There are a number of reasons for the Chevrolet Bolt to lose out to the Tesla Model 3, but the most salient one has to be how well the latter is backed by a vast Supercharger network.

This advantage applies to the Model S and Model X as well. The major difference is that the Model 3 costs at least half the amount one would need for a basic Model S. It is a more appropriate opponent for the Chevy hatch.

Nevertheless, folks are going to contend that the Model 3 and Bolt are totally different vehicles that aim for very different customers. True, but which other EV can directly rival the Tesla compact sedan?

It’s actually not the better specs or more attractive looks that would take the Model 3 much further than the Bolt – it’s the overwhelming presence of Tesla’s charging infrastructure. Unless GM invests in providing such immense support for its EV, there isn’t going to be a way for the Bolt to beat the Model 3.

Tesla Supercharger locations in the US projected for 2016

Tesla Supercharger locations in the US projected for 2016

Yes, Chevrolet may have at least a year’s worth of time to get a head-start on Tesla, depending on how long it takes for the Model 3 to commence production.

But one gander at the amount of reservations made for the Tesla sedan and we can say with absolute certainty that any advantage in timing that the Bolt has, the Model 3 would make up for it in no time at all. There’s no running from it.

And when it does, the presence of the vehicle by the numbers would cast a shadow over not just the Bolt, but other plug-in electrics as well. That would of course hinge on Tesla’s ability to keep to its massive annual production volume promise by the end of 2018.

Staff Reporter

DSK is the first choice for the latest technology, gaming and vehicle news.


Sergio Salazar · June 5, 2016 at 8:01 pm

Put a charging station at every Chevy dealership in the U.S., problem solved.

    patrick · June 6, 2016 at 6:16 am

    The charging network (even if rarely used) is very important:

    patrick · June 6, 2016 at 6:22 am

    Dealerships are not likely in the perfect spot for a roadtrip fueling place. And who would want to hang out there for 20-30 minutes? Plus dealerships have limited business hours. Nissan tried this with the Leaf and it has not worked out well. The stations are often blocked by cars (dealerships are often overflowing with them) or behind a locked gate. Having each brand with their own network is not a good idea either. They need to agree on a standard and all support it and build an infrastructure together.

Je Teltow · June 5, 2016 at 8:23 pm

You’ve left out the recent announcement that the Model 3 will not get FREE use of the charging network. Most of the EV drivers are not doing interstate travel.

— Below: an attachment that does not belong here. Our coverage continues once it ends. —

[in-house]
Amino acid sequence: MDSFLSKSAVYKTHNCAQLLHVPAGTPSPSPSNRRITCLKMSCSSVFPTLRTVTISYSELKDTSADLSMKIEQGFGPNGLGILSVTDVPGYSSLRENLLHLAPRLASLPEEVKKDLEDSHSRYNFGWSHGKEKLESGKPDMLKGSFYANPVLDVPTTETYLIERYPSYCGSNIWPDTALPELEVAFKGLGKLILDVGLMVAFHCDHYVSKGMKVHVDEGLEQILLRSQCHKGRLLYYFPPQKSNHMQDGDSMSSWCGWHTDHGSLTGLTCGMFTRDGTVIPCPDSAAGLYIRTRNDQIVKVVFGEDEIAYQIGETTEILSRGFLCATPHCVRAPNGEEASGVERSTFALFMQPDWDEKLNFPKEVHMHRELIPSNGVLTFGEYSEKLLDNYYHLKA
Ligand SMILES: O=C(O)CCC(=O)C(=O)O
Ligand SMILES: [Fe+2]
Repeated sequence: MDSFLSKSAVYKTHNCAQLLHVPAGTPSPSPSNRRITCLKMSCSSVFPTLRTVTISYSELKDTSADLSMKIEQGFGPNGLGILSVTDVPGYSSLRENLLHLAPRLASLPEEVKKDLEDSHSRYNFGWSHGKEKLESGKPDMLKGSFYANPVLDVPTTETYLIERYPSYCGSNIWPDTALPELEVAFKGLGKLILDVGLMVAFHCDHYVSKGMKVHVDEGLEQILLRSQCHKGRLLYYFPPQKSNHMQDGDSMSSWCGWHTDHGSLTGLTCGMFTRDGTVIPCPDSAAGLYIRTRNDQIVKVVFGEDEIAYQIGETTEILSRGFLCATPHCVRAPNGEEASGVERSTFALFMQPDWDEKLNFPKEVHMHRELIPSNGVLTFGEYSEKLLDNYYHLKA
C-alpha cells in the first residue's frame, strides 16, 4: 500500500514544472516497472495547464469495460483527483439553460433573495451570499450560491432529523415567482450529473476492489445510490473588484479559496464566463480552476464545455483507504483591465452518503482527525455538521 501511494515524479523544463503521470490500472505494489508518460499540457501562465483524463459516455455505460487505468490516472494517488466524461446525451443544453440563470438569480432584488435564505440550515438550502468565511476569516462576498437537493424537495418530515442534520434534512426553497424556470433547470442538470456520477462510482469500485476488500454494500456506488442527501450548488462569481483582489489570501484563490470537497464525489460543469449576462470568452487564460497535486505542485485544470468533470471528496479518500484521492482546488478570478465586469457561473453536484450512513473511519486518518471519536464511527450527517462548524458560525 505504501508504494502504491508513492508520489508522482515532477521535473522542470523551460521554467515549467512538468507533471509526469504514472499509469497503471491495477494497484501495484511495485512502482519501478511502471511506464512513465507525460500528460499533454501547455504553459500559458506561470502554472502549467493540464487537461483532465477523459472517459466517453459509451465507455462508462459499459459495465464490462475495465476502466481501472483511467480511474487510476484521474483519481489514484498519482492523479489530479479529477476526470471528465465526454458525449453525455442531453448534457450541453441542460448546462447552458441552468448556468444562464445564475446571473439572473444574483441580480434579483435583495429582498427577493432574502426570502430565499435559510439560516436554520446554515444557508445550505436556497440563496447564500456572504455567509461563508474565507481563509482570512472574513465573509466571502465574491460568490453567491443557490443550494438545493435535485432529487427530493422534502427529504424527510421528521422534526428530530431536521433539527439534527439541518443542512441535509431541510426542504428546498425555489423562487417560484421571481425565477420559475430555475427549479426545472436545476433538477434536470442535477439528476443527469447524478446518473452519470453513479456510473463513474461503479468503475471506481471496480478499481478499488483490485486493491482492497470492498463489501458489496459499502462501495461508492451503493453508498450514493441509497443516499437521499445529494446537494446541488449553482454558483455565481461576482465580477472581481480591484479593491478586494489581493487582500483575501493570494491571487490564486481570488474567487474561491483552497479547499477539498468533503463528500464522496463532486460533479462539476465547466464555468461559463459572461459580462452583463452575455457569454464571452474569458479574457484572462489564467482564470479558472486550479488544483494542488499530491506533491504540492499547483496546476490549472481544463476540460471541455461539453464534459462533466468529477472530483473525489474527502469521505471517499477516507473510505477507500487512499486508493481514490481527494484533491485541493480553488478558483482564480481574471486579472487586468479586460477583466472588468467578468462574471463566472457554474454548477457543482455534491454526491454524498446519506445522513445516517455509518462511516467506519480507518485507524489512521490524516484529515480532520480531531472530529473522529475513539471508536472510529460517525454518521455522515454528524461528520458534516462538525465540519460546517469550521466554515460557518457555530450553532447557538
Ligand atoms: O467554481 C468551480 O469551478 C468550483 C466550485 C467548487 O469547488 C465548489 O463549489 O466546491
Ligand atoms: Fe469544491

Charlie · June 5, 2016 at 9:04 pm

Failing an act of Congress,Tesla´s $7500 tax credits will run out pretty soon when they hit 200,000 vehicles sold. That will put them in a tough competitive position.

Bernt Granbacke · June 5, 2016 at 11:44 pm

Who on earth would buy an UGLY car with DWARFED specs, for MORE money? Leaf is already paying the prize for ignoring EVs for so long time and Bolt will pay the same prize. They are all playing the catchup game, and looks like big losers!
Time for the conservative carmanufacturers to plan for an imminent future without combustion engines!
An answer to all oligarch-lovers; incentives are temporary and looks different in every county! Sounds dull to hear about the “incentive-argument” over and over again.
Good to read that this article does not use that argument!
Wouldn’t think that the Bolt will have free charge – you will hardly be able to charge your Bolt at all, cost or no cost, that’s the question this article tries to raise.
Best thing Chevy could do; put a supercharger on the Bolt and make a deal with Tesla! Best for the customers and also for Chevy.

patrick · June 6, 2016 at 6:17 am

The charging network (even if rarely used) is very important:

pricedav · June 7, 2016 at 9:49 am

The fact that GM hasn’t invested in a charging network confuses me about their investment in Lyft. I mean isn’t the Bolt meant to be a taxi? Where will Lyft drivers who buy the Bolt charge it? The only good thing about GM and electric cars is that Tesla can’t disrupt GM because of the trucks and pony cars. But the Germans better watch out cause Tesla can produce outstanding electric cars in the US cheaper than the Germans can produce in Germany.

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